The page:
Non-binding destructuring assignment

Elie Rotenberg elie at
Wed Apr 29 11:39:46 UTC 2015

Using array destructuring assignment and constraining linting rules, I
often find myself having to chose names for bindings I don't intent on
using. I usually end up using a conventional ignore name, such as _ignore,
which I "void" to shut up the linter without adding exceptions. Besides the
linting problem (which can be solved by refining the linting rules), it's
still a conceptually useless binding.

Here's a contrived example:

const lastOfThree = ([first, second, third])  => third;

Which I usually end up rewriting:

const lastOfThree = ([_ignore1, _ignore2, third]) => {
  void _ignore1;
  void _ignore2;
  return third;

This problem doesn't exist when using objects, since only the fields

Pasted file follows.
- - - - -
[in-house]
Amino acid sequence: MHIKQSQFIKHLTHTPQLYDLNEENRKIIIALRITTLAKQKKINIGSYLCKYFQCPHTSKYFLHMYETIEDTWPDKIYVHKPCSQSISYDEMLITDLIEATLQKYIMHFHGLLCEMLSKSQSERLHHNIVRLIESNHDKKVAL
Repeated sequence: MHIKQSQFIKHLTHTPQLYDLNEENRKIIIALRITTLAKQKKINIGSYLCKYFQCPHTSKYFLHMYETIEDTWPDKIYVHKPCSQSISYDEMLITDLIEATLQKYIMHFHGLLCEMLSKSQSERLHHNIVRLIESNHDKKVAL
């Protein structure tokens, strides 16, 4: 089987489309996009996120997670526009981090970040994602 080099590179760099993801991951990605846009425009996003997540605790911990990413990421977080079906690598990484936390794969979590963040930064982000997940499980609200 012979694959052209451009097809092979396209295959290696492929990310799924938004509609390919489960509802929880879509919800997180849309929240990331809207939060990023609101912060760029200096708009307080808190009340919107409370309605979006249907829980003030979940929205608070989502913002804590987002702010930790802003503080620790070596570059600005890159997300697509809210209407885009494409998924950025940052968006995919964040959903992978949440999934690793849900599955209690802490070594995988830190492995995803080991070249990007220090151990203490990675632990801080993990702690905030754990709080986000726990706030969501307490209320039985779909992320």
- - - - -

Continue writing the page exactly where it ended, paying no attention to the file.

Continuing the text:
specified on the LHS are bound.

I realize the bigger topic behind non-binding match is refutable pattern
matching, as per, but being
able to dismiss a matched (or unmatched) value from a destructuring
assignment seems a very often desirable feature when programming in a
functional style (eg. working with lists represented as 2-element arrays).
Most functional-style languages have a non-binding matching feature.

This topic has been discussed in the following topics:

Does anyone else feel the need for a specific means of dismissing a binding
from a destructuring assignment? Is pattern matching still on discussion?

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